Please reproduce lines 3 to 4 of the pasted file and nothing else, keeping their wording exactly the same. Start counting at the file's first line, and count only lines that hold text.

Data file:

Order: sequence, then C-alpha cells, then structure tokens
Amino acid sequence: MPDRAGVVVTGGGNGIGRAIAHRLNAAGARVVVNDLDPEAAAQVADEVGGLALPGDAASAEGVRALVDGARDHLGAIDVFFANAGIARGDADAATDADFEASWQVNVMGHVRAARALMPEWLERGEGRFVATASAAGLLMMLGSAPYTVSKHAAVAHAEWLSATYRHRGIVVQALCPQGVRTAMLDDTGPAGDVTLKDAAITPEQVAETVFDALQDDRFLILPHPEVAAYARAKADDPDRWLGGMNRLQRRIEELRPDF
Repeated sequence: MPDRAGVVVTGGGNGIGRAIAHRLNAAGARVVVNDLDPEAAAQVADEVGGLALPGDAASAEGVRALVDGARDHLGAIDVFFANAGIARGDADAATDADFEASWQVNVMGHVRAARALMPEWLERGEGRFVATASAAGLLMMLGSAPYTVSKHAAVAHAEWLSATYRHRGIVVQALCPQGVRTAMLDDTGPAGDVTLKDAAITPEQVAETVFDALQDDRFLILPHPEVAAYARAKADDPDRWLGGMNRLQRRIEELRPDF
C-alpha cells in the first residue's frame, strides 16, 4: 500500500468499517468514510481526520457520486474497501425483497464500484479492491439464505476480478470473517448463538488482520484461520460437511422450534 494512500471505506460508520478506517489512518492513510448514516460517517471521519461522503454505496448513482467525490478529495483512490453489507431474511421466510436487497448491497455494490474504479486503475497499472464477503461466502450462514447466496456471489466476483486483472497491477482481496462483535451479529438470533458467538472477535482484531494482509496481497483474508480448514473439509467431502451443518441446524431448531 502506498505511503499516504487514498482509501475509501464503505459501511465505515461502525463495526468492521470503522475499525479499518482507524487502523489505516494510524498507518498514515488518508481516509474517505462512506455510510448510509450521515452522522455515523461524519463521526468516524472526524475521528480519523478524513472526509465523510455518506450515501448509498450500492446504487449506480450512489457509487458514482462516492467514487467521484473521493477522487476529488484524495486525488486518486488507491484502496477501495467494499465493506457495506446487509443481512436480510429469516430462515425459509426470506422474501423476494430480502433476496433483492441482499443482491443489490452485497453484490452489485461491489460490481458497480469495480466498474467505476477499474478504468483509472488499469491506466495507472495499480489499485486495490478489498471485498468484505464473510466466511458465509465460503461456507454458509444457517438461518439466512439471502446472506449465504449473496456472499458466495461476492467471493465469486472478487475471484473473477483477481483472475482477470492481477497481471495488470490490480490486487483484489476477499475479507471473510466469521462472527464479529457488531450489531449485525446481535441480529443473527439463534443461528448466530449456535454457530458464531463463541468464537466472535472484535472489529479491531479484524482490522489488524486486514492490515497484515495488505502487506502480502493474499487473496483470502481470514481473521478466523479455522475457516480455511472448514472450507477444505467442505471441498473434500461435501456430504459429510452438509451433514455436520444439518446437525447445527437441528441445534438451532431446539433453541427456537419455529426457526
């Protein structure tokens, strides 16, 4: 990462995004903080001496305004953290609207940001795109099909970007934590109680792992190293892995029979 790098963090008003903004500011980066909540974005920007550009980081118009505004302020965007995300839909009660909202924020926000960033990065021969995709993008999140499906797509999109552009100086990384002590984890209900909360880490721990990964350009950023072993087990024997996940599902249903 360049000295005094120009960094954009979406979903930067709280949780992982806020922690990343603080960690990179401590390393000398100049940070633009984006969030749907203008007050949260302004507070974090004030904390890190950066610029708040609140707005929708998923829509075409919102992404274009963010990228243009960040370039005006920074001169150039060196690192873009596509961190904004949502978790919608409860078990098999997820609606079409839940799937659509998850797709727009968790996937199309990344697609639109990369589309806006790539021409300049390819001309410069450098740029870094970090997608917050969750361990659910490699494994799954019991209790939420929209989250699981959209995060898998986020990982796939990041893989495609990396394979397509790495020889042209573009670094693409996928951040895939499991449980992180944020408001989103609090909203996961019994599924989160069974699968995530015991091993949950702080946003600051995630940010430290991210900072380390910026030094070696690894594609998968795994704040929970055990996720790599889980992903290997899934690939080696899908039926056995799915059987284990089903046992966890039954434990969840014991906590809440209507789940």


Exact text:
Repeated sequence: MPDRAGVVVTGGGNGIGRAIAHRLNAAGARVVVNDLDPEAAAQVADEVGGLALPGDAASAEGVRALVDGARDHLGAIDVFFANAGIARGDADAATDADFEASWQVNVMGHVRAARALMPEWLERGEGRFVATASAAGLLMMLGSAPYTVSKHAAVAHAEWLSATYRHRGIVVQALCPQGVRTAMLDDTGPAGDVTLKDAAITPEQVAETVFDALQDDRFLILPHPEVAAYARAKADDPDRWLGGMNRLQRRIEELRPDF
C-alpha cells in the first residue's frame, strides 16, 4: 500500500468499517468514510481526520457520486474497501425483497464500484479492491439464505476480478470473517448463538488482520484461520460437511422450534 494512500471505506460508520478506517489512518492513510448514516460517517471521519461522503454505496448513482467525490478529495483512490453489507431474511421466510436487497448491497455494490474504479486503475497499472464477503461466502450462514447466496456471489466476483486483472497491477482481496462483535451479529438470533458467538472477535482484531494482509496481497483474508480448514473439509467431502451443518441446524431448531 502506498505511503499516504487514498482509501475509501464503505459501511465505515461502525463495526468492521470503522475499525479499518482507524487502523489505516494510524498507518498514515488518508481516509474517505462512506455510510448510509450521515452522522455515523461524519463521526468516524472526524475521528480519523478524513472526509465523510455518506450515501448509498450500492446504487449506480450512489457509487458514482462516492467514487467521484473521493477522487476529488484524495486525488486518486488507491484502496477501495467494499465493506457495506446487509443481512436480510429469516430462515425459509426470506422474501423476494430480502433476496433483492441482499443482491443489490452485497453484490452489485461491489460490481458497480469495480466498474467505476477499474478504468483509472488499469491506466495507472495499480489499485486495490478489498471485498468484505464473510466466511458465509465460503461456507454458509444457517438461518439466512439471502446472506449465504449473496456472499458466495461476492467471493465469486472478487475471484473473477483477481483472475482477470492481477497481471495488470490490480490486487483484489476477499475479507471473510466469521462472527464479529457488531450489531449485525446481535441480529443473527439463534443461528448466530449456535454457530458464531463463541468464537466472535472484535472489529479491531479484524482490522489488524486486514492490515497484515495488505502487506502480502493474499487473496483470502481470514481473521478466523479455522475457516480455511472448514472450507477444505467442505471441498473434500461435501456430504459429510452438509451433514455436520444439518446437525447445527437441528441445534438451532431446539433453541427456537419455529426457526